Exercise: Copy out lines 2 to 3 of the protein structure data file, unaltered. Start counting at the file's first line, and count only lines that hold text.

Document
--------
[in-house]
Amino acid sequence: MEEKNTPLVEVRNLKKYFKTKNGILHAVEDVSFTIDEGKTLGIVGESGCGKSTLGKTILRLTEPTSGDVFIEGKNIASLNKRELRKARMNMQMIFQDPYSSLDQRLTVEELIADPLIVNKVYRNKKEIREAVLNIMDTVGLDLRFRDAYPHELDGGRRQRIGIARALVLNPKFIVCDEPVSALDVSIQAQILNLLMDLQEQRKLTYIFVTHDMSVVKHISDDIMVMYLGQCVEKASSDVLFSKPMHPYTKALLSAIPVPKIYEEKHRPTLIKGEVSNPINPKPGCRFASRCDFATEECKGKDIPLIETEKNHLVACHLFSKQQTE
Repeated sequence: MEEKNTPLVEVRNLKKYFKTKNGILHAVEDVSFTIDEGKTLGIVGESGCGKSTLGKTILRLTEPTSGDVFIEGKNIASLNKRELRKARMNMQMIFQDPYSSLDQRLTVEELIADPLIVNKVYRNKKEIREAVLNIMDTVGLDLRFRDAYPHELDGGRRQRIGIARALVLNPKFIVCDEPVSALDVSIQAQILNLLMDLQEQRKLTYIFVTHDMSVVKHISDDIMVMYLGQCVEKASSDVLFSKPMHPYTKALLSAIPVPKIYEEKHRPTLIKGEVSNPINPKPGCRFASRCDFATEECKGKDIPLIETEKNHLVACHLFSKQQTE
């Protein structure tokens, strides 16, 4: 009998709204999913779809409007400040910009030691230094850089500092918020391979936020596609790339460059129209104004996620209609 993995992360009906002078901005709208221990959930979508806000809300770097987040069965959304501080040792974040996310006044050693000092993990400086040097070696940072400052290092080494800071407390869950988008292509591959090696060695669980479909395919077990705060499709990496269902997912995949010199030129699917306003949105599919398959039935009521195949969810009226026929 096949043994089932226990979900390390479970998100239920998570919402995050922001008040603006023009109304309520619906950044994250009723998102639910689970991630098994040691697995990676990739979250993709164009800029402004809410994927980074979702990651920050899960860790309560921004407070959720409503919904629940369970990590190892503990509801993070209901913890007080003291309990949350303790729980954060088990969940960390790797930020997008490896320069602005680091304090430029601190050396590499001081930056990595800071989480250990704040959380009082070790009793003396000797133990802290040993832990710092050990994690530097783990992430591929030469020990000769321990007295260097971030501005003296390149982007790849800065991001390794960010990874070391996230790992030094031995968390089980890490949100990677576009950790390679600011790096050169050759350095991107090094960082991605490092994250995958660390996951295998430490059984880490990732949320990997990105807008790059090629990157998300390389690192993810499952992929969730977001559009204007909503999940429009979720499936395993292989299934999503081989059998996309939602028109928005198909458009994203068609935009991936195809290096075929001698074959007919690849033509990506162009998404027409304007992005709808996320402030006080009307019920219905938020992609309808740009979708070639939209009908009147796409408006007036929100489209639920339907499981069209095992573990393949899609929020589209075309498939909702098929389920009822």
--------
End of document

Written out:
Amino acid sequence: MEEKNTPLVEVRNLKKYFKTKNGILHAVEDVSFTIDEGKTLGIVGESGCGKSTLGKTILRLTEPTSGDVFIEGKNIASLNKRELRKARMNMQMIFQDPYSSLDQRLTVEELIADPLIVNKVYRNKKEIREAVLNIMDTVGLDLRFRDAYPHELDGGRRQRIGIARALVLNPKFIVCDEPVSALDVSIQAQILNLLMDLQEQRKLTYIFVTHDMSVVKHISDDIMVMYLGQCVEKASSDVLFSKPMHPYTKALLSAIPVPKIYEEKHRPTLIKGEVSNPINPKPGCRFASRCDFATEECKGKDIPLIETEKNHLVACHLFSKQQTE
Repeated sequence: MEEKNTPLVEVRNLKKYFKTKNGILHAVEDVSFTIDEGKTLGIVGESGCGKSTLGKTILRLTEPTSGDVFIEGKNIASLNKRELRKARMNMQMIFQDPYSSLDQRLTVEELIADPLIVNKVYRNKKEIREAVLNIMDTVGLDLRFRDAYPHELDGGRRQRIGIARALVLNPKFIVCDEPVSALDVSIQAQILNLLMDLQEQRKLTYIFVTHDMSVVKHISDDIMVMYLGQCVEKASSDVLFSKPMHPYTKALLSAIPVPKIYEEKHRPTLIKGEVSNPINPKPGCRFASRCDFATEECKGKDIPLIETEKNHLVACHLFSKQQTE